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April 15, 2008
Tuesday's Games to Watch
Matchup: Yankees (7-7) at Rays (6-7), 7:05 p.m. ET
Pettitte will be opposed by young Edwin Jackson, who has been one of the year's greatest surprises thus far, having beaten both the Yankees and Mariners to start the year while allowing just one run in the process. Is this the same Edwin Jackson that entered the season with a 6.30 RA in 272 2/3 career innings? Perhaps Jackson is being motivated by the fear of an unstoppable force--the advancing wave of talent coming up through the Rays' farm system, a force that for the fist time is endangering Jackson's job security. For most of the Devil Rays era in Tampa Bay, it didn't take much to hold down a rotation spot. As long as you had a sound arm, any hint of promise, past or future, and were drawing breath (and the league minimum), you didn't have much fear of losing your rotation spot. All that has changed; Jeffrey Niemann made his big league debut two days ago, the first to break through, with his six innings of one-run ball a harbinger of things to come. Niemann's debut is a warning to Jackson, Andy Sonnanstine, and Jason Hammel, the trio at the back end of the Rays rotation; those three are now pitching for their baseball lives, as David Price, Wade Davis, Jeremy Hellickson, Jacob McGee threaten to sweep them out of their rotation spots, perhaps into the bullpen, or perhaps out of Tampa Bay entirely. Maybe that threat was simply all Jackson needed to revive his long-dormant potential, or maybe it's just April 15, the time of year when dramatic predictions fueled by small sample sizes are de rigueur.
Matchup: Reds (6-7) at Cubs (7-5), 7:05 p.m. CT
As a result, the Cubs rotation behind Zambrano has the chance to be something of a circus all year long. Chicago has already pushed back the next start of Rich Hill, the club's second best starter in 2007, so the lefty can move to the bullpen for a few days to work out his mechanics; this seems to be an overreaction to one poor start. Now the club is concerned about Ted Lilly, who hasn't gotten out of the fifth in any of his first three starts. It appears that after Big Z there could be quite a bit of turnover in the 2-5 spots throughout the year.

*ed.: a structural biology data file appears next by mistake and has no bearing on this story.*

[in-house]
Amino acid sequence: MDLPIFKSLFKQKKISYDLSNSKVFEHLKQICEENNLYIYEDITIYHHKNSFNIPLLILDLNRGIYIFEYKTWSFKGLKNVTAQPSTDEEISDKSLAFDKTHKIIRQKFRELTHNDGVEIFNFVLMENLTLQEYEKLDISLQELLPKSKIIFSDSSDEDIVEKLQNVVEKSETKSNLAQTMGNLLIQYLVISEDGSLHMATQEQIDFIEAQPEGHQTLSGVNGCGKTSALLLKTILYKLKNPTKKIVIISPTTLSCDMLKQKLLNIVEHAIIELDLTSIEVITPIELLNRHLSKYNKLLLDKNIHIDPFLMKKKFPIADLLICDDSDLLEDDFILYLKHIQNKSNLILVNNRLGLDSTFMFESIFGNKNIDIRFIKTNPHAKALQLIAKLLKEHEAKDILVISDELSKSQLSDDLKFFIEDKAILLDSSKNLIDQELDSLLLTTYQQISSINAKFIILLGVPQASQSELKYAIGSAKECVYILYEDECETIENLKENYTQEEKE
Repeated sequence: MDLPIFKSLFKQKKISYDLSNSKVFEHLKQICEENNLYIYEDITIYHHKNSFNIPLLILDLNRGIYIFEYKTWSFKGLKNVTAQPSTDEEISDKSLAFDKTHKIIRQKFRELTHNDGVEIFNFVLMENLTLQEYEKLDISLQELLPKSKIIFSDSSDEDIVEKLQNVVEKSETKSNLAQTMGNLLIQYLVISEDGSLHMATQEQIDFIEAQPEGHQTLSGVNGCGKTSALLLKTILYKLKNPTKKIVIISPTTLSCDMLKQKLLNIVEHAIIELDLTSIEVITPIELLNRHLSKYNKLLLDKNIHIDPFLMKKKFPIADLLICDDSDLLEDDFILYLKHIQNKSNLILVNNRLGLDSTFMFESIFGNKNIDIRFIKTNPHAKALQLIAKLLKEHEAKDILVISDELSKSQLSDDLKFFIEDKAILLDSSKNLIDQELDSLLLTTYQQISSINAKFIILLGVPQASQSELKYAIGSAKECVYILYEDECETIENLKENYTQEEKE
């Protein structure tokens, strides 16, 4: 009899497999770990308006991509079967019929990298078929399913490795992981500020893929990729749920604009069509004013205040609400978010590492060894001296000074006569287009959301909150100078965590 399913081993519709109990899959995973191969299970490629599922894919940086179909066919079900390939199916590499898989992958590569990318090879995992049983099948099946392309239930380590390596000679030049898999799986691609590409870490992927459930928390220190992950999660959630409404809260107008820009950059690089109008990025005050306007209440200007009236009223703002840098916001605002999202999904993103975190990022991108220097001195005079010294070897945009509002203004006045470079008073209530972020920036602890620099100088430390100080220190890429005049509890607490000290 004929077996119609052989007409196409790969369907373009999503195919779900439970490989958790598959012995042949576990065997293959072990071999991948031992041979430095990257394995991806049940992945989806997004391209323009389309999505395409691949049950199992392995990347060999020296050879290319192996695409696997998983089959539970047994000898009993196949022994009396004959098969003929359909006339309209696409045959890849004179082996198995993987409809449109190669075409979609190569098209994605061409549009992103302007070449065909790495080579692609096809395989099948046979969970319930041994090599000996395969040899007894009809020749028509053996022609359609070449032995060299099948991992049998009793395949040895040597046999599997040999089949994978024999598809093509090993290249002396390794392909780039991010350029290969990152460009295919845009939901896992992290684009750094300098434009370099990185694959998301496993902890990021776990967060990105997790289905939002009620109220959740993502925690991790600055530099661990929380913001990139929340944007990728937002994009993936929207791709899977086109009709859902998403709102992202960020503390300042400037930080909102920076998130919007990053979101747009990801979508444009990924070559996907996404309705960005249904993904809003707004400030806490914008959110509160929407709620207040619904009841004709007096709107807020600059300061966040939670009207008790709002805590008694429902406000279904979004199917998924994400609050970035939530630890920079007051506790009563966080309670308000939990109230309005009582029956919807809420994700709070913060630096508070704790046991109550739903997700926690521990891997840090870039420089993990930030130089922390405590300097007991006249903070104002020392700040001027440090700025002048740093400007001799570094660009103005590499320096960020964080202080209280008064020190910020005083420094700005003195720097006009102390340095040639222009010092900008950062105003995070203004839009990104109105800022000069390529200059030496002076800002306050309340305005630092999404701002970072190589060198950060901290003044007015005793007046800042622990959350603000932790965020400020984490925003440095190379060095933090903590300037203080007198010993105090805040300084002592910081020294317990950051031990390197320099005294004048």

Matchup: Brewers (8-4) at Cardinals (9-4), 7:15 p.m. CT
The real focus tonight lies not on how the two starting pitchers perform on the mound, however, but on where they hit in the order. Tony La Russa has gone back this season to his old gambit of hitting his pitchers eighth in the order, which he used back when Mark McGwire was in his St. Louis heyday. The rationale of the move was to put an OBP threat in the ninth slot to serve as an extra lead-off man, which would then put more runners on base in front of Big Mac, who hit third. La Russa began using this kind of batting order again on occasion last season, and this year he has gone whole hog, putting either shortstop Cesar Izturis or second basemen Aaron Miles and Adam Kennedy in the ninth slot in all 13 games so far, in part to get No. 3 hitter Albert Pujols more RBI chances, but more basically to maximize the team's scoring opportunities.
While the move is not so unusual for La Russa, no one else had employed it more than once in a blue moon until this season, when Ned Yost began employing the strategy with Jason Kendall hitting in the ninth hole; Yost has hit Kendall ninth in 11 of the Brewers' first 12 games. Kendall seems to be the perfect position player to utilize in the nine hole, for though he has almost no power any more, he owns a .375 career OBP (and is even hitting .405 in 43 PA this season). Hitting Kendall ninth would appear to be especially advantageous for a team like the Brewers, who not only have two big sluggers hitting third and fourth in the order in Ryan Braun and Prince Fielder, but also have a slugging lead-off hitter in second baseman Rickie Weeks, who already has three homers this year. Weeks has already batted with Kendall on base in almost half of his plate appearances this season, and while Kendall obviously won't keep getting on at a .452 clip, his presence in the ninth slot will help ensure that Weeks brings home more runs with his blasts than he otherwise would if the pitcher were hitting before him.
Matchup: Rockies (5-7) at Padres (7-6), 7:05 p.m. PT
1999: Uberprospect who faced a dangerously high workload at SWB this year...should be a very good pitcher if the Phils haven't ruined him; if they have, the entire organization should be canned, because they just wasted their best pitching prospect this decade...
2000: Here's the perfect example of how not to handle a young pitcher. Wolf was still working on polishing his curve at Triple-A when injuries forced the Phillies to call him up to the majors. They then rode him hard, frequently letting him throw well over 100 pitches. If he doesn't burn out...he's going to be an outstanding pitcher. Unless the team changes its approach to handling pitchers, that's not going to happen.